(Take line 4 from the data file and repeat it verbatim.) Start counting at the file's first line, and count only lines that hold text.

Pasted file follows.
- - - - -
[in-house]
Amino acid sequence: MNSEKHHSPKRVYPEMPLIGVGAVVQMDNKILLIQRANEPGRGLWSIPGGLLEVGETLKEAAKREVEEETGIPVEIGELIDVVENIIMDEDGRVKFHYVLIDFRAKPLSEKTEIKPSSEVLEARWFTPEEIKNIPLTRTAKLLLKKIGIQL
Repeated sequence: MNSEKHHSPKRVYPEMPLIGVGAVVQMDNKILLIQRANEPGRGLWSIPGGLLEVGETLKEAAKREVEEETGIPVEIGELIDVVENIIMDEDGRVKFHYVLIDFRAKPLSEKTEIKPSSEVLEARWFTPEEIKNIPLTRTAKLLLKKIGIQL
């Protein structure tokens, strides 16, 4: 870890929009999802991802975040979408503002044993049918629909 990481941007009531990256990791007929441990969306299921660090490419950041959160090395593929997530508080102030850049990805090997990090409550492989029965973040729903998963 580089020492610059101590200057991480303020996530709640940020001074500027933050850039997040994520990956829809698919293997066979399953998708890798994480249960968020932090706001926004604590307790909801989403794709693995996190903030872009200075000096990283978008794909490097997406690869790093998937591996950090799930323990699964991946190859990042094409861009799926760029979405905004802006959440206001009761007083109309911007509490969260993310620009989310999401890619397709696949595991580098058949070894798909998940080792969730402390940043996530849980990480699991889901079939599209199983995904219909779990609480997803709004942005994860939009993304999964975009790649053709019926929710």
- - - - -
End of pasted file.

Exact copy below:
């Protein structure tokens, strides 16, 4: 870890929009999802991802975040979408503002044993049918629909 990481941007009531990256990791007929441990969306299921660090490419950041959160090395593929997530508080102030850049990805090997990090409550492989029965973040729903998963 580089020492610059101590200057991480303020996530709640940020001074500027933050850039997040994520990956829809698919293997066979399953998708890798994480249960968020932090706001926004604590307790909801989403794709693995996190903030872009200075000096990283978008794909490097997406690869790093998937591996950090799930323990699964991946190859990042094409861009799926760029979405905004802006959440206001009761007083109309911007509490969260993310620009989310999401890619397709696949595991580098058949070894798909998940080792969730402390940043996530849980990480699991889901079939599209199983995904219909779990609480997803709004942005994860939009993304999964975009790649053709019926929710």